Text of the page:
Jon Stewart is set to make a comeback to his former home at Comedy Central on February 12, and he will be the executive producer for all episodes until 2025.
Jon Stewart, the acclaimed host and executive producer of Comedy Central’s “Daily Show,” is making a part-time comeback. He will be hosting the show on Mondays through the 2024 presidential election cycle and continue as an executive producer until at least 2025.
While Stewart will only host on Mondays, he will executive produce all episodes. The remaining days of the week will feature a rotating group of the show’s “All-Star Correspondents.” Stewart’s choice of the Monday slot is strategic, as it is typically the most viewed episode of the week, recapping the weekend’s news.
“The Daily Show” first aired in 1996 with Craig Kilborn as its host, but it was during Stewart’s tenure from 1999 to 2015 that the show gained significant public attention. While Kilborn’s version was largely irreverent and pop culture-focused, Stewart transformed it into a politically charged and satirical program during the Bush administration, critiquing both the mass media and politicians. Stewart’s version of the show also served as a launchpad for several comedians, including Stephen Colbert, John Oliver, and Samantha Bee. His work on “The Daily Show” earned him widespread praise and 20 Emmy awards.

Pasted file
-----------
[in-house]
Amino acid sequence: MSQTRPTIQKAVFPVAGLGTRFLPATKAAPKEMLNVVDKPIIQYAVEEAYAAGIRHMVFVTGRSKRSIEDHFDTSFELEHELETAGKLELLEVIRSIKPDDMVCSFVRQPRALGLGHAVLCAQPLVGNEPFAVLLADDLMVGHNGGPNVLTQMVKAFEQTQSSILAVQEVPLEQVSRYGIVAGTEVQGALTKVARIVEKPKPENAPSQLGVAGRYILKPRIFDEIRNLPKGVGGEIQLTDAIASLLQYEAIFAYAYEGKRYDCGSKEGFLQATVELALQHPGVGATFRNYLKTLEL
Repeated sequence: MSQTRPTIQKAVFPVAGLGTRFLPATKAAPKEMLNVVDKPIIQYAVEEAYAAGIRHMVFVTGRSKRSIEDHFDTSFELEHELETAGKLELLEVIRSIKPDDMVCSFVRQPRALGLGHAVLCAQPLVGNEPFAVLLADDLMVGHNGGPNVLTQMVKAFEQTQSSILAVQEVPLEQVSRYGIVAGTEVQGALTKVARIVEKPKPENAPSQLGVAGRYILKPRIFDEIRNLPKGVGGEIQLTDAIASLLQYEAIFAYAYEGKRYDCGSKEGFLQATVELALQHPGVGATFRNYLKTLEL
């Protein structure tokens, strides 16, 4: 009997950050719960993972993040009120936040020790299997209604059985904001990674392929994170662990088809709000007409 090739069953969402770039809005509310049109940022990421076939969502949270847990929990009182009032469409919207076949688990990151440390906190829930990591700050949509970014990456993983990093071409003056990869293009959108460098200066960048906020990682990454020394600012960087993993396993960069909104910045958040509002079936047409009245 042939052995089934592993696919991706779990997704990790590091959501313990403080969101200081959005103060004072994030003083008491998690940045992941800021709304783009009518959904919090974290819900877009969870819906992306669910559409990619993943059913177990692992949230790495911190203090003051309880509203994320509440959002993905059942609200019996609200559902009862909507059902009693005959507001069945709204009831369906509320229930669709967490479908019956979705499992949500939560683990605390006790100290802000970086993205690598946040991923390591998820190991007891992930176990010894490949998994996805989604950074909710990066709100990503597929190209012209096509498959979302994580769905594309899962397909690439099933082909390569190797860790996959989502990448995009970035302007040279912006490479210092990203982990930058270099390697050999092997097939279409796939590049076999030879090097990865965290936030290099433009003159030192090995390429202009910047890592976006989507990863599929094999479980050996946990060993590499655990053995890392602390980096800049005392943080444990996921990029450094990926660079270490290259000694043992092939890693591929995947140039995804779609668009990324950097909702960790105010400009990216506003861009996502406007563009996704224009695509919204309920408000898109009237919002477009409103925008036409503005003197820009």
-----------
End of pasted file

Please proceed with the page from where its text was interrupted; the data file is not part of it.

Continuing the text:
Jon Stewart left “The Daily Show” in the summer of 2015 and was succeeded by Trevor Noah, who had joined the show as a contributor the previous year. Noah left the series in December 2022. Since then, instead of appointing a new permanent host, Comedy Central decided to use the series as a stage for various comedians to guest host throughout 2023. Comedians such as Leslie Jones, Wanda Sykes, D. L. Hughley, Chelsea Handler, Sarah Silverman, Al Franken, John Leguizamo, Marlon Wayans, Kal Penn, Hasan Minhaj, Desus Nice, Michelle Wolf, Charlamagne tha God, and long-time correspondents Roy Wood, Jr., Jordan Klepper, and Desi Lydic all took turns hosting the show that year, with a break during the WGA strike.
After leaving the show that brought him fame, Stewart launched a new show, “The Problem With Jon Stewart,” on Apple TV+ in 2021. This show, which adopted a more in-depth journalistic approach than “The Daily Show,” was discontinued after two seasons, allegedly due to Apple’s disagreement with the show’s portrayal of artificial intelligence.